Have you noticed that there is a verified email address badge next to some senders in your inbox? For example – iCloud Mail shows a small stamp with a checkmark, Gmail shows a green shield or circle with a checkmark, while Outlook shows a red ribbon.
These badges of a verified email address, which are visible in most popular email clients, mean that the email has been digitally signed using a certain security protocol, more specifically, S/MIME.
Secure/Multipurpose Internet Mail Extensions is a digital signature that confirms that the sender’s email address was in fact used to send the message by its owner. “Verified email address” means that the sender has been confirmed via a digital signature.
The S/MIME protocol has been in use since around 2004, but it is still fairly unpopular, and not many email users have heard of this security feature. Mainly fintech or the financial sector, e.g. banks or lending companies, choose to use the certificate in their emails. This applies mostly to all transactional messages and those containing sensitive data – these in addition to the signing, are also often encrypted. Employees of various companies very often decide on signing messages with the mentioned certificate in their business mailboxes. Since it is issued on the basis of an ID and employment confirmation, you can be sure that no one outside the company can get such a certificate for an e-mail address on your domain.
An email certificate is like a two-part digital key (consisting of a public and private key) that is associated with your email address. By using a certificate to sign an email, the recipient will know that only the person with the original certificate and private key could have sent it. The public key is used to transmit an identifier – it contains details of the certificate authority, and may also include additional information about the identity of its owner or the company they work for.
Theoretically, each person can create their own certificate to prove that they are the given email address’ owner. However, this is where Certificate Authorities (CA) comes into action. These are institutions that issue different types of certificates – e.g. SSL certificates for encrypting websites or VMCs for displaying BIMI. There are relatively few such Root CAs – all are widely recognized by businesses around the world as trustworthy and secure.
If the mail client notes the presence of an incorrect certificate or issued by one of the non-approved CAs, the message will be marked “Untrusted Signature” with the following (or similar sounding) message:
Mail was unable to verify the authenticity of the S/MIME certificate provided by “sender name and address”. Messages signed by this user may come from another source.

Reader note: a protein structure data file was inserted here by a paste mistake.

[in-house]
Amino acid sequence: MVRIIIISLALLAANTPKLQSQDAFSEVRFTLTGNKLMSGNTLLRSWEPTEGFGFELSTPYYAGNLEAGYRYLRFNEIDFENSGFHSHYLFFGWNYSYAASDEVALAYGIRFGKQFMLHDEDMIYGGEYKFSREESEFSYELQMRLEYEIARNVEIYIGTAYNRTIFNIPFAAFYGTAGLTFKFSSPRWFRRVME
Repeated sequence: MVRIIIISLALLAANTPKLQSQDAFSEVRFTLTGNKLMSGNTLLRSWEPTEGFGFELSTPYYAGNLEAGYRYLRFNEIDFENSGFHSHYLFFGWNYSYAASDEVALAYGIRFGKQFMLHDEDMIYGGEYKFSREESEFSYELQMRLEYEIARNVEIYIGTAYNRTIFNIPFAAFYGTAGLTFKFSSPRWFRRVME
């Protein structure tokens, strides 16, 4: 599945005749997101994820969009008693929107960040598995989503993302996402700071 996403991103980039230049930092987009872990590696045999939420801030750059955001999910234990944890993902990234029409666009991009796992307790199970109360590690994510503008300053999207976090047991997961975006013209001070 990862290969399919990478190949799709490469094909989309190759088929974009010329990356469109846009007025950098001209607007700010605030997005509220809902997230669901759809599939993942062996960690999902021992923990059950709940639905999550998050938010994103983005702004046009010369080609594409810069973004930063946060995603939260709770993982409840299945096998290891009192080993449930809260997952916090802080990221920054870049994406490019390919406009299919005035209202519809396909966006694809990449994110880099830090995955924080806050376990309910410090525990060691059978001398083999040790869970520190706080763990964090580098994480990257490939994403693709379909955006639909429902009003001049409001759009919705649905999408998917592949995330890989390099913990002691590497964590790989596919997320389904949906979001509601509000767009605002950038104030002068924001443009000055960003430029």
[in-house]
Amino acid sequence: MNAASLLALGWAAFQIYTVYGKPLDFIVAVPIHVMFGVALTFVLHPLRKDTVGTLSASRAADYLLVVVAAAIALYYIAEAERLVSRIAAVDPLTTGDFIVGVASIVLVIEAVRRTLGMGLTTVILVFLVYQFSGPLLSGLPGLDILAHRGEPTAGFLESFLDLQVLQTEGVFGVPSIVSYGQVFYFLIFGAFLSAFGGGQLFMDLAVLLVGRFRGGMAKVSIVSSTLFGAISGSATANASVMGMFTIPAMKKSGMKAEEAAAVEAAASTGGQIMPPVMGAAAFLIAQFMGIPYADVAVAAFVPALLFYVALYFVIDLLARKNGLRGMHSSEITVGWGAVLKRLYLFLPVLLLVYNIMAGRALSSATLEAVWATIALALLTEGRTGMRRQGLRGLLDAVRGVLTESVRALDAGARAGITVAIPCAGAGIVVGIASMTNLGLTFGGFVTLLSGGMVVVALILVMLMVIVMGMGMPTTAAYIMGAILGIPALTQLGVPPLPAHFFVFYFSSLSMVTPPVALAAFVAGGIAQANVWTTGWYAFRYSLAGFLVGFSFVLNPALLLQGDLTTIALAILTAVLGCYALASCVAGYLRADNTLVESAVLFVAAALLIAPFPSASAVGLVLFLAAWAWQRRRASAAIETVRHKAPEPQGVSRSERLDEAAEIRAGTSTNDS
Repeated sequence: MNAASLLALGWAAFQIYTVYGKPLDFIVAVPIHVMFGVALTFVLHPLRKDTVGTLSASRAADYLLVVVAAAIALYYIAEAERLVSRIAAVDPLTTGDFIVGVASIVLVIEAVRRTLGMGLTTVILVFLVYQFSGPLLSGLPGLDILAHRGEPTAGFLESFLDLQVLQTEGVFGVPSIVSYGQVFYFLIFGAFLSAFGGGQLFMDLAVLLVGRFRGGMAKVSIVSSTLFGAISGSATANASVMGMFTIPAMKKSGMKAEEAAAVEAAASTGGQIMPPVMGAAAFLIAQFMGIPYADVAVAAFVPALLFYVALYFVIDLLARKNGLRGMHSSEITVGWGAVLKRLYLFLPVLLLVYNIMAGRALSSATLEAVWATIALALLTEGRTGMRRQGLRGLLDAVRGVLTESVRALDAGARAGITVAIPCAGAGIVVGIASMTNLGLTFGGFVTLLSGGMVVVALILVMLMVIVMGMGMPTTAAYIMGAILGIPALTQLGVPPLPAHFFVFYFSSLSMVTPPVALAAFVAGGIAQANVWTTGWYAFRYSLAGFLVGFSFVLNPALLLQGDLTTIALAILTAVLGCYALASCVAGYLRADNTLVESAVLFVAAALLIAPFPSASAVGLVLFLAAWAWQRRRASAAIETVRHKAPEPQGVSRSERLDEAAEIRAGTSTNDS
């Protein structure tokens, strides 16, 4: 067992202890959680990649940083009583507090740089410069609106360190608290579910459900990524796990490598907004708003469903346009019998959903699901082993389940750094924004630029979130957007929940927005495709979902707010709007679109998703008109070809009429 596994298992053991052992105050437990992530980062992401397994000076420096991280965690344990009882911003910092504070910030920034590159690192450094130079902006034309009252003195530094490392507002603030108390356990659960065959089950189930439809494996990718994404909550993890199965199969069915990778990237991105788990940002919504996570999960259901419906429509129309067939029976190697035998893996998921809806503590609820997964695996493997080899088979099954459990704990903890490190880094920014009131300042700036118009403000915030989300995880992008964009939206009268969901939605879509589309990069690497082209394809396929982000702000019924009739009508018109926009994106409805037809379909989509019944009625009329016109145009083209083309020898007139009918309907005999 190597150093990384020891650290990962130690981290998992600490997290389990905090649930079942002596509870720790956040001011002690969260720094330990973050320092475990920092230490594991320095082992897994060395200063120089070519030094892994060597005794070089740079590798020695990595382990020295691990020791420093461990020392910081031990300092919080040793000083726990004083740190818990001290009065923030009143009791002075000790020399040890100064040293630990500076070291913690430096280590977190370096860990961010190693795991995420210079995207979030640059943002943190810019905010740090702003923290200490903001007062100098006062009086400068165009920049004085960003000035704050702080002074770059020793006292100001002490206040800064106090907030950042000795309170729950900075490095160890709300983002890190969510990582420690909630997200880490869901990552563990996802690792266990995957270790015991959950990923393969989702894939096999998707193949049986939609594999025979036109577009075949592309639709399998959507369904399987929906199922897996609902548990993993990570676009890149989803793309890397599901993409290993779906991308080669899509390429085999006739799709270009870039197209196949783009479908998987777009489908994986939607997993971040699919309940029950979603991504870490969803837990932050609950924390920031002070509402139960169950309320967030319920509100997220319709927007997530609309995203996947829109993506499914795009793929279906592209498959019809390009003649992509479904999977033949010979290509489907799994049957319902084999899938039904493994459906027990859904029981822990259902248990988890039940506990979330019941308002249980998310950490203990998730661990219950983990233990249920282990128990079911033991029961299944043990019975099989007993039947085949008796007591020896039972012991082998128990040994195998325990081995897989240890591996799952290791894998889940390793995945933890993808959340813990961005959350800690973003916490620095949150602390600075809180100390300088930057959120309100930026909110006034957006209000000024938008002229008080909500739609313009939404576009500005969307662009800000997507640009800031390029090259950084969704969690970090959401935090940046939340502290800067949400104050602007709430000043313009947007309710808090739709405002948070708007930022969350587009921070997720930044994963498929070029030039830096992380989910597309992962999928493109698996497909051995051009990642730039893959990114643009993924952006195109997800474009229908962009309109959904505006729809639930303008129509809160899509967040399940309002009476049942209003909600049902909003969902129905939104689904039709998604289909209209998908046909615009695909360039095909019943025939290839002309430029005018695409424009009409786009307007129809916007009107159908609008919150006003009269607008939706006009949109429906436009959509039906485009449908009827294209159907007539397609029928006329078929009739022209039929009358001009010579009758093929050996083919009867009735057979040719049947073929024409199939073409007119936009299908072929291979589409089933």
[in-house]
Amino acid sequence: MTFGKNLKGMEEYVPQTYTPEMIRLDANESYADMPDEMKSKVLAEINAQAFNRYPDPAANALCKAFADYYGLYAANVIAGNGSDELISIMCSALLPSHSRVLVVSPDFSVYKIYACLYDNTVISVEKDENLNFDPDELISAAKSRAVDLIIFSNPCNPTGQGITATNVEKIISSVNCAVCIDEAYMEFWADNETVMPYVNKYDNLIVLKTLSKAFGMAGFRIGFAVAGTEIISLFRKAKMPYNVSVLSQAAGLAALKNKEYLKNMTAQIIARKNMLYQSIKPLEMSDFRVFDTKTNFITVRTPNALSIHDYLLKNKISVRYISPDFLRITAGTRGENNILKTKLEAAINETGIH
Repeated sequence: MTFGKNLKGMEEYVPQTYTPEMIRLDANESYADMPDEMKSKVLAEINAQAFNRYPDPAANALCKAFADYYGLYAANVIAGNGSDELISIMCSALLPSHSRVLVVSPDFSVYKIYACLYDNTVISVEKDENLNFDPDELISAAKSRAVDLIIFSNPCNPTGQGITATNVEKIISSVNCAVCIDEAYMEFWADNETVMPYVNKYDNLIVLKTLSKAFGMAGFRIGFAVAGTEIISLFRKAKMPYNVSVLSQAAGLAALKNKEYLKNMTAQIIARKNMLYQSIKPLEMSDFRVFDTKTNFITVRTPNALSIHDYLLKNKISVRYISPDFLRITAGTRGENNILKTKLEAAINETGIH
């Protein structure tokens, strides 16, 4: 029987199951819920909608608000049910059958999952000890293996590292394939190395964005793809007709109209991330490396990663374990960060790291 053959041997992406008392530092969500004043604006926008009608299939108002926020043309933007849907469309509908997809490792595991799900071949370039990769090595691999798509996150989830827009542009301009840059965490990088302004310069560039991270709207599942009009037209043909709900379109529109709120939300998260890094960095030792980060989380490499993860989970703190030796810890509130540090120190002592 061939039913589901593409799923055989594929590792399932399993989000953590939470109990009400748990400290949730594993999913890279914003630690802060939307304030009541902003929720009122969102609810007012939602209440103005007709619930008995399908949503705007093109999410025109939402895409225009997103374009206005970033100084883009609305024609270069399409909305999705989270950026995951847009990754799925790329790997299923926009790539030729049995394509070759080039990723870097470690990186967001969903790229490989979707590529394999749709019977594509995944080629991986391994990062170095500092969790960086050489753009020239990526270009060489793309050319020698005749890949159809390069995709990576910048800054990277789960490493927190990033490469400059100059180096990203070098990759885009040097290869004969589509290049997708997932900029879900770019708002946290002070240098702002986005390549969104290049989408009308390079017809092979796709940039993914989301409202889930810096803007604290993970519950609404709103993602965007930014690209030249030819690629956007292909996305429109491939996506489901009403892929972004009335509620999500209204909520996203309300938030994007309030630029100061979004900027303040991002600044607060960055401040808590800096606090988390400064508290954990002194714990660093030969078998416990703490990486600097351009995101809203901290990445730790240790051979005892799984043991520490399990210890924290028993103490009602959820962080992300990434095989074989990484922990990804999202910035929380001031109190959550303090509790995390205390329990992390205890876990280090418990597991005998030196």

The certificate can be purchased directly from the Certification Authorities mentioned above or from a retailer. A list of CAs approved by Google is available here:
It should not matter which provider you choose. What does matter is which email client you use to send emails – e.g. Outlook, iCloud Mail, etc. Most web-based services – such as Gmail (not counting Google Workspace), do not allow you to add certificates to emails when sending, but if you use e.g. Outlook to send emails from a sender in the Gmail domain, then certificates will work.
You can also use S/MIME for mailings sent through EmailLabs. The self-purchased certificate must be forwarded to us in a secure way (via SFTP) so that we can deploy it on our sending servers. Adding and maintaining a certificate is possible starting from the PRO Plan – ask our Sales Support for details.
If you decide to purchase and implement S/MIME then please note that certificates have a specific expiry date after which they must be renewed. The certification authority can also revoke (cancel) a certificate before its expiry date e.g. in case of false certification or suspicious sendings.
The recipient of the message does not have to do anything special to make the badge visible – certificates are supported by default by many popular email clients. As mentioned in the introduction – the badge will be presented differently depending on the email client you are using.
The following graphics show examples of how a digitally signed message will look.
For a recipient receiving e-mail from their iCloud account on an Apple device
For a recipient receiving e-mail from Gmail on an Android device
In the web service
For a recipient receiving mail from Outlook
Thanks to S/MIME the recipient can be sure that the message comes from the sender, whose e-mail address was indicated in the from field. However, be aware that anyone can buy such a certificate for their e-mail address and then use it illegally. Phishing or Spoofing are some of the most popular methods of fraud on the Internet, which use the sending of e-mails deceptively similar to those we receive every day from known senders. This is often done from the same or a slightly different domain. This is why it is so important that S/MIME itself is complementary to other authentication methods – such as SPF, DKIM, DMARC, and the fairly new standard – BIMI. In addition, it is very important to apply the principle of limited trust to received emails. If you are not sure about their credibility, contact the sender through another channel – e.g. by phone.
Would you like to know more? Contact our Customer Service Team
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